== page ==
Why Pink Noise Might Be Better Than White Noise for Your Sleep - Home & Texture
Bedroom Pink Noise

Why Pink Noise Might Be Better Than White Noise for Your Sleep

Pink noise is becoming increasingly popular for its amazing sleep benefits.

By
May 20, 2024 at 11:54 PM PST
Bedroom Pink Noise

Why Pink Noise Might Be Better Than White Noise for Your Sleep

Pink noise is becoming increasingly popular for its amazing sleep benefits.

By
May 20, 2024 at 11:54 PM PST

While white noise has long been the go-to for shielding against disruptive sounds at night, its lesser-known cousin, pink noise, is gaining attention for its sleep benefits. This subtle yet powerful alternative mimics the calming, natural sounds of the world at its most peaceful state.

“Pink noise contains every octave on the sound spectrum like white noise, but unlike white noise, the frequency power decreases as the octave rises,” explains David Rubin, Sleep Science Coach of The Sleep Doctor. “This results in lower pitched sound compared to white noise, which some studies have shown reduces stress.”

woman sleeping in bed
Photo Credit: Thirdman

The Softer Sound of Sleep

White noise is great for blocking out sudden noises like car alarms or doors slamming. But for some of us, white noise can be too harsh with its consistent static-like hiss. Pink noise turns down the volume on higher, sharper sounds, giving you a sound that feels more like nature, reminiscent of the sound of wind, waves, rain, and rivers.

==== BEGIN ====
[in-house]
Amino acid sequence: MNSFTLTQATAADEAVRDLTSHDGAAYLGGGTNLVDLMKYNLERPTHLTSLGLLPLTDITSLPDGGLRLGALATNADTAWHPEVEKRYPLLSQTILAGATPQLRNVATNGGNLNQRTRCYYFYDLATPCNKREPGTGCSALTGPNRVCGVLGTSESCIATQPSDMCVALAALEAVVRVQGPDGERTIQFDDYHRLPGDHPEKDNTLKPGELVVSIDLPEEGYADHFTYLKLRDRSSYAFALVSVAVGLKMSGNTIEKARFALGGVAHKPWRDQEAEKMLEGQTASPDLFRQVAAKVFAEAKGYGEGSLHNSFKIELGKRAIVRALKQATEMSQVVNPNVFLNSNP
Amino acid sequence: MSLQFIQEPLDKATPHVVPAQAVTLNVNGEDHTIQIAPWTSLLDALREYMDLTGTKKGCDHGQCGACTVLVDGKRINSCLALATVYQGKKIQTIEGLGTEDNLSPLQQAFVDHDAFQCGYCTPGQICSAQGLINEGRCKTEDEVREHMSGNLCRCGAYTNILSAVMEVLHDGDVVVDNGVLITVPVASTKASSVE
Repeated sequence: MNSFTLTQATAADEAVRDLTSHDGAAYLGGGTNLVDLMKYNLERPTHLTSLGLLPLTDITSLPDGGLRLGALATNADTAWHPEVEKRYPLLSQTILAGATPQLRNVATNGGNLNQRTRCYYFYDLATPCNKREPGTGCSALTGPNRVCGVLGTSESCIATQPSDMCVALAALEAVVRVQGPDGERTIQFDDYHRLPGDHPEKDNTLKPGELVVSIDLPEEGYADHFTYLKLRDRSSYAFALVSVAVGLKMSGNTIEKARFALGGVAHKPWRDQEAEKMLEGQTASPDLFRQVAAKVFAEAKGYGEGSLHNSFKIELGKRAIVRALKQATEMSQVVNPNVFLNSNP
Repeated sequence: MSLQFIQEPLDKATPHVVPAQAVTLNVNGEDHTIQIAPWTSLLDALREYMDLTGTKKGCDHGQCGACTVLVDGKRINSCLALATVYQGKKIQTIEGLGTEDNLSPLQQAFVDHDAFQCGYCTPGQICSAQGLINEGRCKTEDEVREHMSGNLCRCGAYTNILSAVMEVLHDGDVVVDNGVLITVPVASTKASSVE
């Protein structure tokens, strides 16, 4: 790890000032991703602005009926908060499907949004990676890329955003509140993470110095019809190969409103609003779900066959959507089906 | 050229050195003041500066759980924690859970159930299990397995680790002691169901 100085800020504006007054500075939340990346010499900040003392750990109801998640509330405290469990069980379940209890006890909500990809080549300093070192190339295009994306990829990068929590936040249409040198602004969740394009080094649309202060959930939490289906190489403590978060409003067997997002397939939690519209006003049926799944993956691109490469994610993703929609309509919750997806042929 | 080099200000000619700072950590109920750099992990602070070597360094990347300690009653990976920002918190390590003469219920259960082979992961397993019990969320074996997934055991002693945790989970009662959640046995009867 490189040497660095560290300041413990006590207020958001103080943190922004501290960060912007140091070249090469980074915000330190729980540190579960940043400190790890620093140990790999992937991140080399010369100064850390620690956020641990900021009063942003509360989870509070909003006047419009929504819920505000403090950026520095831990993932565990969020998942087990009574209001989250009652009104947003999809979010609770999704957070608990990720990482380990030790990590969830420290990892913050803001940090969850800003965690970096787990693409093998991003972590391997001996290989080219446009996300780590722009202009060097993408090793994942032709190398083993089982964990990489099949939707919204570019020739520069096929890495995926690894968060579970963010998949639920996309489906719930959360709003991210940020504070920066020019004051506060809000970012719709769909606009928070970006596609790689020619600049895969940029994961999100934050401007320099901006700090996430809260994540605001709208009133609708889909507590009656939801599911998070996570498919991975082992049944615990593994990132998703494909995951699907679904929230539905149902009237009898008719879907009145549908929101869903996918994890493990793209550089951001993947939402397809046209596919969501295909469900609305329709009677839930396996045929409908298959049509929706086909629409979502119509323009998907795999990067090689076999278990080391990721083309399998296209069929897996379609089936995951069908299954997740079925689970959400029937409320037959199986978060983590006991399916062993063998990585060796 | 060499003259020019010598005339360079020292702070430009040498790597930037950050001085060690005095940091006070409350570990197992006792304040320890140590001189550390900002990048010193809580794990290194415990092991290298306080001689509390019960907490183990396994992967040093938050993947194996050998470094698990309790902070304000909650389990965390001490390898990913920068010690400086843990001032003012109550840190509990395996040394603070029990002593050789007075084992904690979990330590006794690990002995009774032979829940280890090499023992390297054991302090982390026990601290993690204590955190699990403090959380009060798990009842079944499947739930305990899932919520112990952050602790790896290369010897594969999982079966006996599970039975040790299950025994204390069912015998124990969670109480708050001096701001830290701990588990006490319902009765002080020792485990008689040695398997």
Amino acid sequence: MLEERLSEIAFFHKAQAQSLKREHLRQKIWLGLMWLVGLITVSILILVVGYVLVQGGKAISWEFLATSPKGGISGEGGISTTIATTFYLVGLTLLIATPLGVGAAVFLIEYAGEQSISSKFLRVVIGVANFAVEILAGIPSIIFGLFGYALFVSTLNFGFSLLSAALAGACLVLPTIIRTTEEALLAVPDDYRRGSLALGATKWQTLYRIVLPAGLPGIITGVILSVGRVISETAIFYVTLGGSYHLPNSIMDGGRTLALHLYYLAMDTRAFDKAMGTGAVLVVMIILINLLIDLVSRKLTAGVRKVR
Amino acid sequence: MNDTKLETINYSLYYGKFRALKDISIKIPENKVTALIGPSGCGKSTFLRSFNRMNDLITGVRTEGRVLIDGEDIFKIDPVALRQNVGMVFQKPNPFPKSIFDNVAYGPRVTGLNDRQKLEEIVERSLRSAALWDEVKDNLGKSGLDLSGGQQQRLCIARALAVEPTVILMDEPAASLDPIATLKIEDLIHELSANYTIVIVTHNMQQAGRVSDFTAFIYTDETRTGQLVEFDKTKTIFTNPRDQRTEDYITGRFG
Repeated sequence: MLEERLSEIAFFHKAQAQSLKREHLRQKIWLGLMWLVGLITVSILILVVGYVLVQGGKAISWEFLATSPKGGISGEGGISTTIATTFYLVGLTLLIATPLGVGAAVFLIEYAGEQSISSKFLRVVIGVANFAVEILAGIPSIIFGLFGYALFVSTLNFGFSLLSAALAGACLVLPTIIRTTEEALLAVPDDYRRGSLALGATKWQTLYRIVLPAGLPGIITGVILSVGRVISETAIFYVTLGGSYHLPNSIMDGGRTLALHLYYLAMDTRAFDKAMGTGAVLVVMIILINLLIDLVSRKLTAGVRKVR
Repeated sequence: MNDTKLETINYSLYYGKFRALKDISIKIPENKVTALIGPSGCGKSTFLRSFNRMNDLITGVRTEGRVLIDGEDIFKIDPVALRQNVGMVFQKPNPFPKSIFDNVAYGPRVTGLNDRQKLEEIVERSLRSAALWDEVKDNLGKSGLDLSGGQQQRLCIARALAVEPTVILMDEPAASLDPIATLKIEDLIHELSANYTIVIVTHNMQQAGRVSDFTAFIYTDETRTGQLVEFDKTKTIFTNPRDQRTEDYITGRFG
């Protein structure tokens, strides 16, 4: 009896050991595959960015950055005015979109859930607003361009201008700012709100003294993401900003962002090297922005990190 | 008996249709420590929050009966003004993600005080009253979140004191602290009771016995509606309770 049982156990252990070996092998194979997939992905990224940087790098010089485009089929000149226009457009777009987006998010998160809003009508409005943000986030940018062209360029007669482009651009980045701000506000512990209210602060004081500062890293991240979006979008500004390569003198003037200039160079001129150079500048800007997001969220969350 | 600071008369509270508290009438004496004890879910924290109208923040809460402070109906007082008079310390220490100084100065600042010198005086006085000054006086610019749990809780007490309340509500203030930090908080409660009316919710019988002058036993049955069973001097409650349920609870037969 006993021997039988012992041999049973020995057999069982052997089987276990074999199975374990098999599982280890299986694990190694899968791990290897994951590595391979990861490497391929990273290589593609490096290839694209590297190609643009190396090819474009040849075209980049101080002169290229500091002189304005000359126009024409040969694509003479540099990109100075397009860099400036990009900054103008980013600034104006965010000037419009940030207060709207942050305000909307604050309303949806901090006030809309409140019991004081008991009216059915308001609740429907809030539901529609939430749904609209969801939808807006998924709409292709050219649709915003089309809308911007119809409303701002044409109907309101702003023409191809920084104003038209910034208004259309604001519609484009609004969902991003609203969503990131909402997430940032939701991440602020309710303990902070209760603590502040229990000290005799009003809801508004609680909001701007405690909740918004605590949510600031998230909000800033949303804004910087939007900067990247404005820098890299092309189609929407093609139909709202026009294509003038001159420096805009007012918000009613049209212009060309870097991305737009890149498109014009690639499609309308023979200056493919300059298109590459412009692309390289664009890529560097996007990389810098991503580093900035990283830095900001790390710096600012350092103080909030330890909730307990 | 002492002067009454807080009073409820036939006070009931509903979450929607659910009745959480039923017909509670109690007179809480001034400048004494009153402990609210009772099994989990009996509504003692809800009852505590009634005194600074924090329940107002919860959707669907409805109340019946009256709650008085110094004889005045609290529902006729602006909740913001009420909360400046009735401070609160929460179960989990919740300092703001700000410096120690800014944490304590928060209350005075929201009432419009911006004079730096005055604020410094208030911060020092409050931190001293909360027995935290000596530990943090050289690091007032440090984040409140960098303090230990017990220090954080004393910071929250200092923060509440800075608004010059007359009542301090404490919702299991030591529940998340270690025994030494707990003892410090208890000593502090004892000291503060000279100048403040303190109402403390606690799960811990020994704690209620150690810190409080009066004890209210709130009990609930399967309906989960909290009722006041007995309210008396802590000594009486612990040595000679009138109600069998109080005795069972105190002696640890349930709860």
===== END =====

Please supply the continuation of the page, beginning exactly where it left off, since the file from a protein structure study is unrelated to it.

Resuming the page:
Deep Sleep, Better Rest

Pink noise is not only easier on your ears but also works better for your brain. Studies have shown that when people listen to pink noise, they sleep deeper, which helps them feel refreshed when they wake up.

woman sleeping in bed
Photo Credit: Pavel Danilyuk

Easy To Use

You don’t need special equipment to fall asleep to the sounds of pink noise. Most sleep sound machines and apps that you might already be using have an option for pink noise.

“Pink noise doesn’t have any strong side effects and has been shown to decrease time to fall asleep and improve sleep quality by creating a more stabilized sleep pattern that promotes restorative deep sleep,” said Rubin. Switching to pink noise is simple—if you usually play white noise at night, try chaining the setting to pink noise. You might be surprised at how the soothing sounds of the natural world help you drift off to sleep.



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